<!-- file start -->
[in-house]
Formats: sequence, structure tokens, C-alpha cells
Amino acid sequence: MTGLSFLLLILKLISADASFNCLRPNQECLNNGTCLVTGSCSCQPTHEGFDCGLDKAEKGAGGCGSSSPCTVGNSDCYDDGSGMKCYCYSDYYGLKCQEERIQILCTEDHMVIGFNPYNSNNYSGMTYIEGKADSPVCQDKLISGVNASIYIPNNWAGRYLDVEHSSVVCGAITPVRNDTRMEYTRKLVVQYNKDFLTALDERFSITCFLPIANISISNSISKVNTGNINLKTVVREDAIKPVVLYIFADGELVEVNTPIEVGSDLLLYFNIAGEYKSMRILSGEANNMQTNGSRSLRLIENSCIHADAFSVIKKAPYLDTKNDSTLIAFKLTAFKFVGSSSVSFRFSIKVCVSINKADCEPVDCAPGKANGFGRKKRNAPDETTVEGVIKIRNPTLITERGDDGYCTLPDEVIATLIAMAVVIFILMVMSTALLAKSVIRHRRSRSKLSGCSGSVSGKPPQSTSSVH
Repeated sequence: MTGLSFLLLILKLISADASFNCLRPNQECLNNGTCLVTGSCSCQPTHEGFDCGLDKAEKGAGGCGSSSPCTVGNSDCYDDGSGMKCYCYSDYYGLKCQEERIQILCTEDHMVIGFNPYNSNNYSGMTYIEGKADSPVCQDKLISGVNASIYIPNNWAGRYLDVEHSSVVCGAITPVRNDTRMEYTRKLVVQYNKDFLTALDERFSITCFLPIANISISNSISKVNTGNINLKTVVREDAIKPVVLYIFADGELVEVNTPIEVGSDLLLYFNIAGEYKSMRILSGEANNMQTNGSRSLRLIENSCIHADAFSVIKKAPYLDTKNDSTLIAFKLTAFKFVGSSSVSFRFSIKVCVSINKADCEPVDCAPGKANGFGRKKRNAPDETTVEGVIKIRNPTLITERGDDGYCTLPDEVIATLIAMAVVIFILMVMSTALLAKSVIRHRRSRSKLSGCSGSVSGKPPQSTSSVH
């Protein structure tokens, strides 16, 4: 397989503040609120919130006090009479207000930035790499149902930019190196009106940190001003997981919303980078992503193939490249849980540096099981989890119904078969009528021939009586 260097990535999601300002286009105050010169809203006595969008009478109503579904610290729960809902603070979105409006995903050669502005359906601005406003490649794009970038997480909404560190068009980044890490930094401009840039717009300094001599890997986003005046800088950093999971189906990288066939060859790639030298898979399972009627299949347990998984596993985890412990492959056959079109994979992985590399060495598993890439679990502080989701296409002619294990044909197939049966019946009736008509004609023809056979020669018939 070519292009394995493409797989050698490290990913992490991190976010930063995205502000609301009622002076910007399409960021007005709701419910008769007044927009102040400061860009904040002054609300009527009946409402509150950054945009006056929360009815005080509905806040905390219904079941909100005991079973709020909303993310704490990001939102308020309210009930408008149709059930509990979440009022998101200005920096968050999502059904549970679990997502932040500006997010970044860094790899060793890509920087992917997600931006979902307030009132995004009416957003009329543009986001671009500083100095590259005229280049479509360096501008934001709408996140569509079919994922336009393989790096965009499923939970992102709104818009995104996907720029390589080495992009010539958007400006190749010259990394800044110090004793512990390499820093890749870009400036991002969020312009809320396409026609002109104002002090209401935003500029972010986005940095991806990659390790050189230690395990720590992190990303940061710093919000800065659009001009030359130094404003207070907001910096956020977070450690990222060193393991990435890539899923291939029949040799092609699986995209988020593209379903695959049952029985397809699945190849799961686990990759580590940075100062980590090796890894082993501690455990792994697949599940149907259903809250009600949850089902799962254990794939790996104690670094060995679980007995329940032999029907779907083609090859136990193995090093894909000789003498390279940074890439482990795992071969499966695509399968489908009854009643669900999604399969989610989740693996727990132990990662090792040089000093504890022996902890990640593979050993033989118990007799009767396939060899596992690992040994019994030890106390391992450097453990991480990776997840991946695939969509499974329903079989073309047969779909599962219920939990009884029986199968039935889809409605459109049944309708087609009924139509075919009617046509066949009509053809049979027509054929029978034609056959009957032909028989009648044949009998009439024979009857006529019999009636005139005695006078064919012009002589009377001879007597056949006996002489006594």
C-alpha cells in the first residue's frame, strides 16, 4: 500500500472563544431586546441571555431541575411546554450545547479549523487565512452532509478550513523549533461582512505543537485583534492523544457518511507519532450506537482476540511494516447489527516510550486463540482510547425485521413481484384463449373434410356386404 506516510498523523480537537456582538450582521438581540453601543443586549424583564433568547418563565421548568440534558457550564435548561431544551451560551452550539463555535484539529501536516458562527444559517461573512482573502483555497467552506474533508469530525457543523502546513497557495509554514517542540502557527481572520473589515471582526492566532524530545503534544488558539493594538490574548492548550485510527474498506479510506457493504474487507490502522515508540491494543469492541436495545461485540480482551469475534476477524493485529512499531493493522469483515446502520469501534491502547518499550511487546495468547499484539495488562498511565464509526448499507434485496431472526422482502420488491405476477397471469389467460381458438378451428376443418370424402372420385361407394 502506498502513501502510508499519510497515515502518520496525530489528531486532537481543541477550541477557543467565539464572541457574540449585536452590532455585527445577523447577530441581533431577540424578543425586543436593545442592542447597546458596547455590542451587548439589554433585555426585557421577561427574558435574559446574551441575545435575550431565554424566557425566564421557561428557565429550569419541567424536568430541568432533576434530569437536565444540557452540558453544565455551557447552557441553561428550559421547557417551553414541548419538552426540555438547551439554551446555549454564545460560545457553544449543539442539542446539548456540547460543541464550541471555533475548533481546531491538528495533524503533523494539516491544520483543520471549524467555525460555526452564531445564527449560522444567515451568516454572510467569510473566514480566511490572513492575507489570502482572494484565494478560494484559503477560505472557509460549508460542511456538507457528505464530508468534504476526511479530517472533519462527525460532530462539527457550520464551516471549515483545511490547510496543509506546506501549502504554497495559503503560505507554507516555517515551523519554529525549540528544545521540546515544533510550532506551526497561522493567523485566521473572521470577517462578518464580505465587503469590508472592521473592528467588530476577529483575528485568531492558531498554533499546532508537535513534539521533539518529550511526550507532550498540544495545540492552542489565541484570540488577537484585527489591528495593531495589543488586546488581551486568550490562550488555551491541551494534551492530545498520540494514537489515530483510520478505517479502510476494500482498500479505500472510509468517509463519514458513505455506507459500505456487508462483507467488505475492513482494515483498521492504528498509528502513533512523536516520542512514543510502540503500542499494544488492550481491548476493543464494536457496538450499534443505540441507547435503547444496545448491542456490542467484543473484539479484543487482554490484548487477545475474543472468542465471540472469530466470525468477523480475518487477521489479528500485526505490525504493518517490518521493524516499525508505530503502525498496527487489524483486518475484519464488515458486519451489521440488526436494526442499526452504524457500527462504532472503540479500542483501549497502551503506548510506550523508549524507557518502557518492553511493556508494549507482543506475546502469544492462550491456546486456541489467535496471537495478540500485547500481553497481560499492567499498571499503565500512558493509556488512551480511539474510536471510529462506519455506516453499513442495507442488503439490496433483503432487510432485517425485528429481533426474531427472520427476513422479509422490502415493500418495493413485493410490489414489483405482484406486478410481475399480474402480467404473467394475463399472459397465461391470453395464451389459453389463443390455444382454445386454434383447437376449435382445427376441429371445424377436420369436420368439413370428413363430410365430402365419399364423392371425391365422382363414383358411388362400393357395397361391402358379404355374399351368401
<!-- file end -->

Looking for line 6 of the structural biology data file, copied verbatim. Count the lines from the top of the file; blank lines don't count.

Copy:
C-alpha cells in the first residue's frame, strides 16, 4: 500500500472563544431586546441571555431541575411546554450545547479549523487565512452532509478550513523549533461582512505543537485583534492523544457518511507519532450506537482476540511494516447489527516510550486463540482510547425485521413481484384463449373434410356386404 506516510498523523480537537456582538450582521438581540453601543443586549424583564433568547418563565421548568440534558457550564435548561431544551451560551452550539463555535484539529501536516458562527444559517461573512482573502483555497467552506474533508469530525457543523502546513497557495509554514517542540502557527481572520473589515471582526492566532524530545503534544488558539493594538490574548492548550485510527474498506479510506457493504474487507490502522515508540491494543469492541436495545461485540480482551469475534476477524493485529512499531493493522469483515446502520469501534491502547518499550511487546495468547499484539495488562498511565464509526448499507434485496431472526422482502420488491405476477397471469389467460381458438378451428376443418370424402372420385361407394 502506498502513501502510508499519510497515515502518520496525530489528531486532537481543541477550541477557543467565539464572541457574540449585536452590532455585527445577523447577530441581533431577540424578543425586543436593545442592542447597546458596547455590542451587548439589554433585555426585557421577561427574558435574559446574551441575545435575550431565554424566557425566564421557561428557565429550569419541567424536568430541568432533576434530569437536565444540557452540558453544565455551557447552557441553561428550559421547557417551553414541548419538552426540555438547551439554551446555549454564545460560545457553544449543539442539542446539548456540547460543541464550541471555533475548533481546531491538528495533524503533523494539516491544520483543520471549524467555525460555526452564531445564527449560522444567515451568516454572510467569510473566514480566511490572513492575507489570502482572494484565494478560494484559503477560505472557509460549508460542511456538507457528505464530508468534504476526511479530517472533519462527525460532530462539527457550520464551516471549515483545511490547510496543509506546506501549502504554497495559503503560505507554507516555517515551523519554529525549540528544545521540546515544533510550532506551526497561522493567523485566521473572521470577517462578518464580505465587503469590508472592521473592528467588530476577529483575528485568531492558531498554533499546532508537535513534539521533539518529550511526550507532550498540544495545540492552542489565541484570540488577537484585527489591528495593531495589543488586546488581551486568550490562550488555551491541551494534551492530545498520540494514537489515530483510520478505517479502510476494500482498500479505500472510509468517509463519514458513505455506507459500505456487508462483507467488505475492513482494515483498521492504528498509528502513533512523536516520542512514543510502540503500542499494544488492550481491548476493543464494536457496538450499534443505540441507547435503547444496545448491542456490542467484543473484539479484543487482554490484548487477545475474543472468542465471540472469530466470525468477523480475518487477521489479528500485526505490525504493518517490518521493524516499525508505530503502525498496527487489524483486518475484519464488515458486519451489521440488526436494526442499526452504524457500527462504532472503540479500542483501549497502551503506548510506550523508549524507557518502557518492553511493556508494549507482543506475546502469544492462550491456546486456541489467535496471537495478540500485547500481553497481560499492567499498571499503565500512558493509556488512551480511539474510536471510529462506519455506516453499513442495507442488503439490496433483503432487510432485517425485528429481533426474531427472520427476513422479509422490502415493500418495493413485493410490489414489483405482484406486478410481475399480474402480467404473467394475463399472459397465461391470453395464451389459453389463443390455444382454445386454434383447437376449435382445427376441429371445424377436420369436420368439413370428413363430410365430402365419399364423392371425391365422382363414383358411388362400393357395397361391402358379404355374399351368401